Sorry for the delay with this post, I’ve been busy learning to ski bumps and haven’t had a moment to type! I’ve also been struggling with what this post should be. I don’t want to only write ‘my story’ as that could become a little self-gratifying, and its not really a joy to write most of the time. I’ll get back to it, but its the kind of story you have to be in the right frame of mind to write.
I was standing on the button lift pondering anxiety this morning. For some reason, no matter how fast I progress on skis, no matter what terrain I learn to ski with minimal fear, I find myself getting really worked up about that button lift. It could be because it’s always the first thing we do on skis in the morning, but I wouldn’t be too happy about the suggestion of using it at the end of the day either. I decided that for some not too rational reason this lift was making me anxious, and decided to write my next post about anxiety.
I have a fair bit of experience with anxiety, that feeling when your thoughts outrun your head and even your inner monologue ceases to make any sense. I’ve had times when I’ve been willing by body to calm down, because I’m certain people around me can see the fear, and will wonder what’s wrong with me. If you don’t believe you’ve experienced anxiety, I assure you that you’re wrong. Its the uncomfortable feeling where your body is certain that you’re in danger and acts appropriately, the nerves you feel before a test, the fear of going to tell someone you’re sorry. My anxiety is no different to this, it’s certainly not stronger or any more persistent. Maybe its a bit easier to set off than the average person but that’s hard to judge. I am lucky that I don’t live with persistent unchanging anxiety, Its caused more by the situation.
Luckily for the moment, the most I have to worry about is that dammed button lift, and I can deal with that. My previous living arrangement was prime for festering anxiety, with people fearful of me and treating me like a stick of charged dynamite, people lying to me and going behind my back to talk about me, about ‘the problem’. It was horrible, and probably, hopefully the closest I’ll ever come to persistent unchanging anxiety.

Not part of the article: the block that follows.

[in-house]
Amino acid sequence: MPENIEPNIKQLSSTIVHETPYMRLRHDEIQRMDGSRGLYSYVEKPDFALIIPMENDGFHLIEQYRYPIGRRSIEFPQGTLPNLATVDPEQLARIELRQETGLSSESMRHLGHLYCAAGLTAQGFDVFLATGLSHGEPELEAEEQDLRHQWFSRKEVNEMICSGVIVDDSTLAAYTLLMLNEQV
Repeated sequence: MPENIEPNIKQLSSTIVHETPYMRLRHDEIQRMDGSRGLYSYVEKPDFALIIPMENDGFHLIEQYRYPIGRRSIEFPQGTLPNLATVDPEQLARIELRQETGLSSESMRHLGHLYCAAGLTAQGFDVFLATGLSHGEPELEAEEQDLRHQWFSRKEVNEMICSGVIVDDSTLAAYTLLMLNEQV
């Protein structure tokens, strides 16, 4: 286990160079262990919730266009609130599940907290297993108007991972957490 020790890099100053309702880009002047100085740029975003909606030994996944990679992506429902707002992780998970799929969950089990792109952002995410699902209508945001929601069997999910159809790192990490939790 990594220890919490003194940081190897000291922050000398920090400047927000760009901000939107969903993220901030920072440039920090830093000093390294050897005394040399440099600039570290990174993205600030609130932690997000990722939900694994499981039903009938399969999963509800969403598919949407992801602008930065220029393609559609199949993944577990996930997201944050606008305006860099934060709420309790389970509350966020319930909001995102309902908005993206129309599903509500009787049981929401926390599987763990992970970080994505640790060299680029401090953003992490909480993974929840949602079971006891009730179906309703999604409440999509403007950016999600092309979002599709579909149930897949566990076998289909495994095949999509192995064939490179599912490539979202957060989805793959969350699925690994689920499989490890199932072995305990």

To help me cope my doctor prescribed me Diazepam. I had asked for Lorazepam as this is what I had used before, but I wasn’t too sure about the difference and I didn’t want to appear like I was looking for drugs. In my experience, Lorazepam is a very instant release, you take it and you sit, and then 10 mins later you magically realise that you feel fabulous! You don’t immediately attribute it to the pill. Diazepam wasn’t such an instant release, but it definitely lasted longer which was useful in my situation. These drugs are helpful for when you are too exhausted to use your meditative and mindful coping strategies, but in my experience they become counterproductive if you begin to rely on them to get through the day.
For the time being, anxiety is not a problem for me. When you surround yourself with people who understand and care, it’s easier to forgive yourself for being you. When your friends understand, they wont moan and roll their eyes when you ask for excessive details about the event you’re going to, who will be there and what the ‘plan’ is, half the anxiety is gone because there’s no fear of judgement or frustration. Everyone needs a little more support sometimes, even for the small things such as going to the shops, it’s always real to the person experiencing it and therefore should never be mocked.
I feel like I could end every one of my posts about my experiences with a statement of how grateful I am to the people around me, I will try not to because It will get a little repetitive, but it is true. I am lucky to have such a supportive network of people around me.
Thank you for reading and wish me luck for the button lift tomorrow morning! I will try to post the next segment of ‘my story’ on the 2nd Feb so keep an eye out.